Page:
The United Nations special rapporteur on human rights and the environment John H. Knox framed the issue of environmental pollution and more specifically air pollution in Mongolia as a “harm” to human rights on the conclusion of his recent mission in the country.
The special rapporteur began his mission in Mongolia on September 19 in an effort to evaluate the implementation of human rights obligations relating to the enjoyment of a safe, clean, healthy and sustainable environment.
Knox shared his preliminary observations of his mission during a press conference on September 27. As a special rapporteur, Knox is mandated to promote human rights in the context of the environment. To that end, he has missions in countries all over the world discussing issues relating to human rights and the environment, and ultimately prepares a public report to the UN Human Rights Council that describes good practices and challenges in the application of human rights to environmental protection.
He met with a wide range of people, including representatives of several ministries of the government, judges and parliamentarians, international and regional organizations, members of civil society, and academics.
Knox divulged about the grave situation of air pollution in Ulaanbaatar and how it was impeding the citizens’ rights to a healthy life.
“As you know, most of this pollution is caused by burning coal in household stoves in ger districts, although pollution from power plants and vehicles contributes to the problem. During the cold months in winter, Ulaanbaatar becomes one of the most polluted cities in the world. A brown haze fills the sky and the air is infused with levels of particulates and other pollutants that are many times higher than the World Health Organization air quality standards.”
“This air pollution interferes with the rights to life and health because it causes respiratory and cardiopulmonary illnesses that lead to premature mortality. The effects are felt most severely by the most vulnerable, including the old and the ill,” he added.
One of the more important conclusions that the UN special rapporteur came to during his mission was the interconnected nature of environmental problems in Mongolia. The increasing number of dzuds and the loss of pasture due to a number of reasons including global warming and mining has left many herders no choice but to move to the city to find others means of living. This in turn has only aggravated the issue of air pollution in Ulaanbaatar.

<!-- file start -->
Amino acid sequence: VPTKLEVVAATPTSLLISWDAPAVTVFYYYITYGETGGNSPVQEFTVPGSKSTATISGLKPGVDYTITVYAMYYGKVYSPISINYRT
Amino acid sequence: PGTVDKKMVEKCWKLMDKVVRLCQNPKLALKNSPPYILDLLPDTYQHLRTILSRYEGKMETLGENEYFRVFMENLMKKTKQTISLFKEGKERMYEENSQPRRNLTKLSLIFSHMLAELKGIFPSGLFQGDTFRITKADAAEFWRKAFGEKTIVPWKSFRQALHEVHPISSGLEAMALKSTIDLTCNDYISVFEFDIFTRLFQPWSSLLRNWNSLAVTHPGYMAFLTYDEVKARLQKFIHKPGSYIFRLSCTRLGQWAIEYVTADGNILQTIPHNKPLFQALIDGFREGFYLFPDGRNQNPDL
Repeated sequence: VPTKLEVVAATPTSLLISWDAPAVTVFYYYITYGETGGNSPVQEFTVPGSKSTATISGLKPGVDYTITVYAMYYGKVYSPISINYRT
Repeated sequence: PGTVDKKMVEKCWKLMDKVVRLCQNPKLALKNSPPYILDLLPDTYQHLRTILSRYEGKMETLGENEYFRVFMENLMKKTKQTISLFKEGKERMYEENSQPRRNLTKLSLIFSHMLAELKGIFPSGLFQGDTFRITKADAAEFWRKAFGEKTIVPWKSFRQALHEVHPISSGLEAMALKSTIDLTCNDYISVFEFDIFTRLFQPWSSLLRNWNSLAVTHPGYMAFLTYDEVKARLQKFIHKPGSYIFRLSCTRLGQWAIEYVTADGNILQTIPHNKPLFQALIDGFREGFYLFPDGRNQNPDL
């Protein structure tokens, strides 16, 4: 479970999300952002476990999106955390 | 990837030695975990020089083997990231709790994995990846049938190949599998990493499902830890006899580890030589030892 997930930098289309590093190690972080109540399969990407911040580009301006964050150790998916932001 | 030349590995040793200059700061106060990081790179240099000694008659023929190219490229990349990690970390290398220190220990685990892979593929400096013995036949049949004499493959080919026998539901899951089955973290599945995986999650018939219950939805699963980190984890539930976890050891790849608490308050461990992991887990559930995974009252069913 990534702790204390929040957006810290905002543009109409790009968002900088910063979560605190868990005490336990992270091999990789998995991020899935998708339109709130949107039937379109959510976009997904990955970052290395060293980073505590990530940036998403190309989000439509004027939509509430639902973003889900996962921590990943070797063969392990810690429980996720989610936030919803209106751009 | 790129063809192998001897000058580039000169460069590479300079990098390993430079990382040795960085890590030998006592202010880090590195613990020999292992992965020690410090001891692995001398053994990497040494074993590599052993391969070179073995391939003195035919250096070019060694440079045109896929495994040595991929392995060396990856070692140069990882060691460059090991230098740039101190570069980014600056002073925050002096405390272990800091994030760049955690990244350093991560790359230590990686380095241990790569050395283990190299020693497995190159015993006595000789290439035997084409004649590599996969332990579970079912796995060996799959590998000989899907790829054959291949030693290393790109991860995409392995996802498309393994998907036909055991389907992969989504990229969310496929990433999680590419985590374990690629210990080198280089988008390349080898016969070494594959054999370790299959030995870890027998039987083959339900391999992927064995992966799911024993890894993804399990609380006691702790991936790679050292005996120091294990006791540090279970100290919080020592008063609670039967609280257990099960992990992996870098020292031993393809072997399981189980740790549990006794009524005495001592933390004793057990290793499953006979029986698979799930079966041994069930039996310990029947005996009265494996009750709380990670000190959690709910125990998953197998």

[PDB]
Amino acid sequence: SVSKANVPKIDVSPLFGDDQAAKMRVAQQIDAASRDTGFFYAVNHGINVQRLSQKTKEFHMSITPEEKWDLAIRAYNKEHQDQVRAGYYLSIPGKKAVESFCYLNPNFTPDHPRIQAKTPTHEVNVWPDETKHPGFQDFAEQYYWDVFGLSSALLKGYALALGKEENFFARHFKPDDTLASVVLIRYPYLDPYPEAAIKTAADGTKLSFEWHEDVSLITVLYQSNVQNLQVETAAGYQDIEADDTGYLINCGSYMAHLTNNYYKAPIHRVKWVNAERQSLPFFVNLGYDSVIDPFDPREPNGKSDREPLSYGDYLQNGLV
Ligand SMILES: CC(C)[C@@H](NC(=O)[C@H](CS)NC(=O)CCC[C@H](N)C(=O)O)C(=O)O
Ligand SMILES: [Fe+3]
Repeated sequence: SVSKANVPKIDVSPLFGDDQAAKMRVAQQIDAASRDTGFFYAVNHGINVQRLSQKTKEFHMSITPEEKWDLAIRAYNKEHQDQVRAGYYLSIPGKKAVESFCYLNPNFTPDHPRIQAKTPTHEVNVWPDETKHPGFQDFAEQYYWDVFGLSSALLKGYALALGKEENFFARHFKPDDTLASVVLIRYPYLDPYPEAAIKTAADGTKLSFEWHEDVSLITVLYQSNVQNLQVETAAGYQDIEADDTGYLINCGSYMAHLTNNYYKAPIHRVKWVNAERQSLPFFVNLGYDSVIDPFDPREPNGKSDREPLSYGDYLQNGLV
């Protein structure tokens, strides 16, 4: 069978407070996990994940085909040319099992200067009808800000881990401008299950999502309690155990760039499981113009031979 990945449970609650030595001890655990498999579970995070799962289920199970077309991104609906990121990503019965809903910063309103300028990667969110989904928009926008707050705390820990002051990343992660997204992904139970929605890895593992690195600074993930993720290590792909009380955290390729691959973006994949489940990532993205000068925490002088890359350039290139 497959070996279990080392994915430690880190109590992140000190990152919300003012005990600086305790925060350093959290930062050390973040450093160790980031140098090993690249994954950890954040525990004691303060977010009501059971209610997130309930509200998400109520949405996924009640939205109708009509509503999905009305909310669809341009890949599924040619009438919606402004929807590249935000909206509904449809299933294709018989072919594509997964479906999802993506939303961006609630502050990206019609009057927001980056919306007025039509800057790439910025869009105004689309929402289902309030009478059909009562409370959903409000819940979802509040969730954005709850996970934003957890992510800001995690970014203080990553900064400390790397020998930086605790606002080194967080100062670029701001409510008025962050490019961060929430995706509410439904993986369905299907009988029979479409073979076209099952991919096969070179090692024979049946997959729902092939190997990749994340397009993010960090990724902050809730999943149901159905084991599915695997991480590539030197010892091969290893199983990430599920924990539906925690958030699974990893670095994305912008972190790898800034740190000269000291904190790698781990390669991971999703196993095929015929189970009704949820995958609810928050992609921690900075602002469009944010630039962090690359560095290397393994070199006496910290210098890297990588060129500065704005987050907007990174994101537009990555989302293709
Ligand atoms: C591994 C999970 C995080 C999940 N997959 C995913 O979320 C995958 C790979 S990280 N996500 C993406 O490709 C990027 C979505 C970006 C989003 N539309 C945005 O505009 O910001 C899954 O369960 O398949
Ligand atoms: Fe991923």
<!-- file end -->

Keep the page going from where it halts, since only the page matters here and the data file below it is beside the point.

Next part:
Knox supported and recommended the full-fledged implementation and funding of programs intended to improve air quality. As he puts it, “Literally, the future of the country is at stake.”
However, at the same time, the programs must respect the human rights of the people who they are trying to protect, Knox added. He pertained to the recent ban on rural to urban migration in an effort to reduce air pollution, condemning it to be contrary to the human right of freedom of movement and unlikely to be effective.
While true, the claims of the UN rapporteur only exist to reiterate what Mongolians have known for quite some time now. While the government hasn’t been successful in reducing air pollution, the awareness of air pollution and its consequences have been well documented. The question of whether that awareness can be attributed to the government’s so called projects or just plain observation by residents is still up for debate.
Awareness in itself is a critical component in the fight against air pollution but efforts should not and do not end there. In reality, many coal burning ger area families are quite aware of air pollution and the harm of it, they experience it everyday. In fact, they experience it more than most of us, they might not know the intricacies of what chemicals are entering their lungs to cause which diseases. But they do know the pneumonia that their child or parents catch due to the smog that inhabits their everyday life or the sour burning in their throats every time they step outside.
In essence, awareness alone is not enough for change. It might only go so far as to prevent people from burning things such as tires or other harmful materials. It does not address the root of the problem. That problem is economic, the families in the ger district have no other financial means for heating. Even those woefully aware of the repercussions of burning coal will still choose to do so for the survival of their family.
The simple yet seemingly complex solution to dangerous levels of smog in Ulaanbaatar is to relocate the families living in the ger district to apartments. This is the only ultimate answer to the root of the smog that plagues the capital. Any project or initiative not contributing to that cause only acts as a stopgap. Implementing further laws and “raising awareness” serves as only a vain effort.
In an oversimplified sense, better management of the economy supplemented by real need based government initiatives to relocate ger district families is the only viable solution.